Families Fall in Love With Nature at Barfield Crescent Park in Murfreesboro, TN

By Sharon H. Fitzgerald on April 29, 2011 at 3:34 am EST
Wild Things Class in Murfreesboro, TN


With topics like Silly Sala­manders, Leapin’ Lizards and Lovely Ladybugs, it’s no wonder that toddlers flock to the Wild Things recreation program at Murfreesboro’s Barfield Crescent Park. What’s a little less expected is how much the adults who tag along enjoy and learn about the subjects.

“Moms and dads and grandmas and grandpas and aunts and uncles bring the kids and stay with them during what we call an outdoor adventure and discovery program for 5-year-olds and younger,” says Deborah Paschall, Barfield Crescent’s program coordinator. “I remember one grandmother who would always come out saying, ‘I am learning so much!’ ”

Wild Things

Barfield Crescent is a showpiece of the city’s Parks and Recreation Department. Its 300 acres include an eight-field softball and baseball complex, a disc golf course, pavilions and playgrounds, walking and jogging trails, and a scenic wilderness area with trails under forest canopies, a campground and access to river wading. The Wilderness Station includes classrooms and an outdoor store, and it’s headquarters for the park’s ever-increasing array of educational offerings to boost appreciation of Mother Nature’s handiwork. Wild Things was the first program offered when the park opened in 2000, and Paschall says it’s still going strong.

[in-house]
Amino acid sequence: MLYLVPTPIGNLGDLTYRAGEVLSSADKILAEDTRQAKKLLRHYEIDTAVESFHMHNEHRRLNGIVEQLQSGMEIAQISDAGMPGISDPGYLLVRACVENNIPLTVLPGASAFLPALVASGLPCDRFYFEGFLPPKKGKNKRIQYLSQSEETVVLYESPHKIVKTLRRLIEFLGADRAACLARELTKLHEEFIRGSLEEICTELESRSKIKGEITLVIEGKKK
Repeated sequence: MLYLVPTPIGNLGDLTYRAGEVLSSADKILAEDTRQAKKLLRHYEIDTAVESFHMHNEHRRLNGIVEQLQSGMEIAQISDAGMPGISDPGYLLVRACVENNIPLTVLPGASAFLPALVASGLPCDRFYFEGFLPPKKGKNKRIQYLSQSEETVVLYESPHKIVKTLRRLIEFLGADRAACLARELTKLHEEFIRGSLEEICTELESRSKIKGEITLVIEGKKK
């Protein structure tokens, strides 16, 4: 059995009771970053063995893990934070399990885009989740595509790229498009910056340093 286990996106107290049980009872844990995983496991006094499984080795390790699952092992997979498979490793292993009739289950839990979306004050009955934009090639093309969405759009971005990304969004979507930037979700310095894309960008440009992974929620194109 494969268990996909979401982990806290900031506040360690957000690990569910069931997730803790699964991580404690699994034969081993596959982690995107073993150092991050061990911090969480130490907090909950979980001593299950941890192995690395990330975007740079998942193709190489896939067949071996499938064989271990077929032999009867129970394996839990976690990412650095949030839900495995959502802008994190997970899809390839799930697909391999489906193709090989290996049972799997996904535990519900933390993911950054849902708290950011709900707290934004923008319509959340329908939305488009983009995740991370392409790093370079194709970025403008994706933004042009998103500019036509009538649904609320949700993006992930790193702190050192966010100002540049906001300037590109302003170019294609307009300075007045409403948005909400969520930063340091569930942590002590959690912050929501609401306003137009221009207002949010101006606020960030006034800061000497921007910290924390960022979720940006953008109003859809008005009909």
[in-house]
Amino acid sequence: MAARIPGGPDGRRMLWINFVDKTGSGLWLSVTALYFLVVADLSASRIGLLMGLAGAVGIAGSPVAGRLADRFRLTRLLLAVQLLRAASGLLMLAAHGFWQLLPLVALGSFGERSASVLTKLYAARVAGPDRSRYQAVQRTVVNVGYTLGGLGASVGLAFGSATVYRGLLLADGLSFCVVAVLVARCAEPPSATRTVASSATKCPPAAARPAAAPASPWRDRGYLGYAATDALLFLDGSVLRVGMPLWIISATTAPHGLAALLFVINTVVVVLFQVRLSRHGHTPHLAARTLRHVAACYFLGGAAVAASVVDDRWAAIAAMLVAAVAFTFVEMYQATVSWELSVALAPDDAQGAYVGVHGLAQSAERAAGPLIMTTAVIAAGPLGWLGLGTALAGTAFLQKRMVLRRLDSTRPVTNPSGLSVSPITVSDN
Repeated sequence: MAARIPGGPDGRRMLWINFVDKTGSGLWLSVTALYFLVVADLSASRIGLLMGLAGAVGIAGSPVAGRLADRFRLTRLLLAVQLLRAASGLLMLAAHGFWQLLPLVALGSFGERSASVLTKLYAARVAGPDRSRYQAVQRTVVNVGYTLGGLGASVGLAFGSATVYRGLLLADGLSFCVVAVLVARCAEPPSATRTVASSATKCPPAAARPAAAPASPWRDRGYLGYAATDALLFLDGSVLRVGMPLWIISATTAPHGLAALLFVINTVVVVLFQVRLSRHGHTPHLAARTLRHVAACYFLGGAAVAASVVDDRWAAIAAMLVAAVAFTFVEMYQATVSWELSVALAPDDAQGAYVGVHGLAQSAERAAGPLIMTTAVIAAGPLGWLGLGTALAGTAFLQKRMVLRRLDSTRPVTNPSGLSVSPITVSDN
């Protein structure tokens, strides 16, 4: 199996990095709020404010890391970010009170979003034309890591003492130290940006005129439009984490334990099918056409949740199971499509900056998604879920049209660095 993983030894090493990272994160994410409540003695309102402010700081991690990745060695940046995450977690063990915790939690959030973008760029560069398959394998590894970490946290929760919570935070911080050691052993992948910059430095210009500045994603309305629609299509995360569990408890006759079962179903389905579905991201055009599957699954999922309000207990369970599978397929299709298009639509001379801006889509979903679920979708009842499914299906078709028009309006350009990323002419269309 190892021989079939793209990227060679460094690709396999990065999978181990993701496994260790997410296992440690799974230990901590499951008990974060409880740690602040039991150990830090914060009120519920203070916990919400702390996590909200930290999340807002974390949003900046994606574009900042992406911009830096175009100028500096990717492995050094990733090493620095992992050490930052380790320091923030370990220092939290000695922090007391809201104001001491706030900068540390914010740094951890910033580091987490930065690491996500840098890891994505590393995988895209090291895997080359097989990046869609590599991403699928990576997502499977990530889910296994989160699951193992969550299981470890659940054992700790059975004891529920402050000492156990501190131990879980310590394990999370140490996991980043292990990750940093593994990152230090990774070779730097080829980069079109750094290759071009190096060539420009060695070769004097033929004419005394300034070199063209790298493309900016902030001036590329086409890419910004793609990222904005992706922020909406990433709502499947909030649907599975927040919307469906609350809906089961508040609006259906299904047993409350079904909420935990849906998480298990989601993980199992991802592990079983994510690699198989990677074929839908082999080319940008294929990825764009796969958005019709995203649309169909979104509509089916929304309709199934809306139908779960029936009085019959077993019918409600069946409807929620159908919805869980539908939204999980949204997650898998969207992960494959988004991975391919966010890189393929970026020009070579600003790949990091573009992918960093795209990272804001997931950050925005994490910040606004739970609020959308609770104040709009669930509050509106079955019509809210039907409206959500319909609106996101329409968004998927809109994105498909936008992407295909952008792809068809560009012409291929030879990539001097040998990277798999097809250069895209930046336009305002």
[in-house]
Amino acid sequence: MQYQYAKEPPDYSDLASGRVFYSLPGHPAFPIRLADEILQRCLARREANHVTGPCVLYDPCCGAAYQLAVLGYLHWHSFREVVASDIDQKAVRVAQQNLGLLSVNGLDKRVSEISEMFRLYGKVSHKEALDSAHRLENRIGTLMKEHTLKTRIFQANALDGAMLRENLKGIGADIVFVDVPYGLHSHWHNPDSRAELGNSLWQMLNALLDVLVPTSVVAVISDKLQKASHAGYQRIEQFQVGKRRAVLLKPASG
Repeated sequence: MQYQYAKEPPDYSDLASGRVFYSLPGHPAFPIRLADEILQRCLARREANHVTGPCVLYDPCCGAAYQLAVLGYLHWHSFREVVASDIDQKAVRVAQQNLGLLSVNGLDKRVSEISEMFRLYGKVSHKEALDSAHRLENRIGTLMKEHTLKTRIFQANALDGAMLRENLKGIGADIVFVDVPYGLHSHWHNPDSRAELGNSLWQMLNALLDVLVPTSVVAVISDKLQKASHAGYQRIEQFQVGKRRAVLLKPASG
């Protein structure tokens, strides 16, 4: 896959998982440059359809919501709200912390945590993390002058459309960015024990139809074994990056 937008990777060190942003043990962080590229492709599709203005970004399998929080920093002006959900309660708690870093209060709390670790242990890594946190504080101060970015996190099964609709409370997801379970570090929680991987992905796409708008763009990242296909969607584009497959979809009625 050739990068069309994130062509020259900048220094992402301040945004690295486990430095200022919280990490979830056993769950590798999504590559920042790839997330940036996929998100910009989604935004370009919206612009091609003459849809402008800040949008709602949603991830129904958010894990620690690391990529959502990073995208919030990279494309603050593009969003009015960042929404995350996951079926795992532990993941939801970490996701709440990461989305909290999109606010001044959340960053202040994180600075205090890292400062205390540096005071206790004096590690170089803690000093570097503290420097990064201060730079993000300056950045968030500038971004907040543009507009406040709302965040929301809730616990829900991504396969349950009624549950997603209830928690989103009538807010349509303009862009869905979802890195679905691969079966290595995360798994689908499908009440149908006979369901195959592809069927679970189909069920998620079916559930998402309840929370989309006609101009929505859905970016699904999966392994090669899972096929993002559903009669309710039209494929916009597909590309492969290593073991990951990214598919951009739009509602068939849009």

Located at Murfreesboro’s southern border, Barfield Crescent was made possible in no small measure by the Christy-Houston Foundation, a philan­thropy established with the $50 million proceeds from the 1986 sale of the publicly owned hospital. The tab for the park’s development, including land acquisition, was more than $8.3 million, and Christy-Houston grants totaled more than $5.6 million.

“What a wonderful gift the residents of Murfreesboro and Rutherford County received with little cost to them due to the Christy-Houston Foundation,” says Dennis Rainier, the city’s parks and recreation director.

Rainier describes Barfield Crescent as “a collaboration of all things for all people. People like Barfield because it’s truly a family park. There’s something for everyone.”

Get Involved and Have Fun

Wild Things is just one of the park’s programs that has won accolades from the Tennessee Recreation and Parks Association. Another is Home School in the Wilderness, an intensive, four-hour education program presented monthly for home-schooled children. Paschall says the park is “getting on the bandwagon” of a national movement dubbed No Child Left Inside, while also exploring the possibility of opening the campground for school-sanctioned overnight camping trips.

Rainier says his department has been fortunate to enjoy community­wide support.

“People here want to do quality things in their leisure time, and they are avid supporters of our programs and facilities,” he says. “It seems like the general public is willing to step up to the plate. It’s a credit to the citizenry that they’re not willing to accept second-best.”

Barfield Crescent Park is certainly evidence of that.

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